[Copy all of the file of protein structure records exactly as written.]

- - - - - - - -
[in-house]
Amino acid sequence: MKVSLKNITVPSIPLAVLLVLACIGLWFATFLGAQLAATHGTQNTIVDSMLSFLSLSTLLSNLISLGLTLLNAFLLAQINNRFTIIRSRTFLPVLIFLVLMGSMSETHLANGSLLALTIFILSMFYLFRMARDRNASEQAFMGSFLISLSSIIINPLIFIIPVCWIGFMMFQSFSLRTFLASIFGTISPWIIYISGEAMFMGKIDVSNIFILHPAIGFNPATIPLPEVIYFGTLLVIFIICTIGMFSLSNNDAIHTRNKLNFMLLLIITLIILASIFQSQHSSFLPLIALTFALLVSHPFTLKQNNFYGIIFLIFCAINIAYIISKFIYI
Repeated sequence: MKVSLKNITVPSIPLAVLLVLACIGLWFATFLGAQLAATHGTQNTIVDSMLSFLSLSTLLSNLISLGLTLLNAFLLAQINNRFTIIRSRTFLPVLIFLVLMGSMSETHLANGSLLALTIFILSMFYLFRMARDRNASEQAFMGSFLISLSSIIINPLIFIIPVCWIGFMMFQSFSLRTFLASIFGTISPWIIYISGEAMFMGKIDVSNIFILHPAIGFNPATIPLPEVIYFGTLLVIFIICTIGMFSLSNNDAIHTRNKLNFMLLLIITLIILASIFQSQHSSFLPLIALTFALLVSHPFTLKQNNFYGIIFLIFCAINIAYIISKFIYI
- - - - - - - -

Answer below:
[in-house]
Amino acid sequence: MKVSLKNITVPSIPLAVLLVLACIGLWFATFLGAQLAATHGTQNTIVDSMLSFLSLSTLLSNLISLGLTLLNAFLLAQINNRFTIIRSRTFLPVLIFLVLMGSMSETHLANGSLLALTIFILSMFYLFRMARDRNASEQAFMGSFLISLSSIIINPLIFIIPVCWIGFMMFQSFSLRTFLASIFGTISPWIIYISGEAMFMGKIDVSNIFILHPAIGFNPATIPLPEVIYFGTLLVIFIICTIGMFSLSNNDAIHTRNKLNFMLLLIITLIILASIFQSQHSSFLPLIALTFALLVSHPFTLKQNNFYGIIFLIFCAINIAYIISKFIYI
Repeated sequence: MKVSLKNITVPSIPLAVLLVLACIGLWFATFLGAQLAATHGTQNTIVDSMLSFLSLSTLLSNLISLGLTLLNAFLLAQINNRFTIIRSRTFLPVLIFLVLMGSMSETHLANGSLLALTIFILSMFYLFRMARDRNASEQAFMGSFLISLSSIIINPLIFIIPVCWIGFMMFQSFSLRTFLASIFGTISPWIIYISGEAMFMGKIDVSNIFILHPAIGFNPATIPLPEVIYFGTLLVIFIICTIGMFSLSNNDAIHTRNKLNFMLLLIITLIILASIFQSQHSSFLPLIALTFALLVSHPFTLKQNNFYGIIFLIFCAINIAYIISKFIYI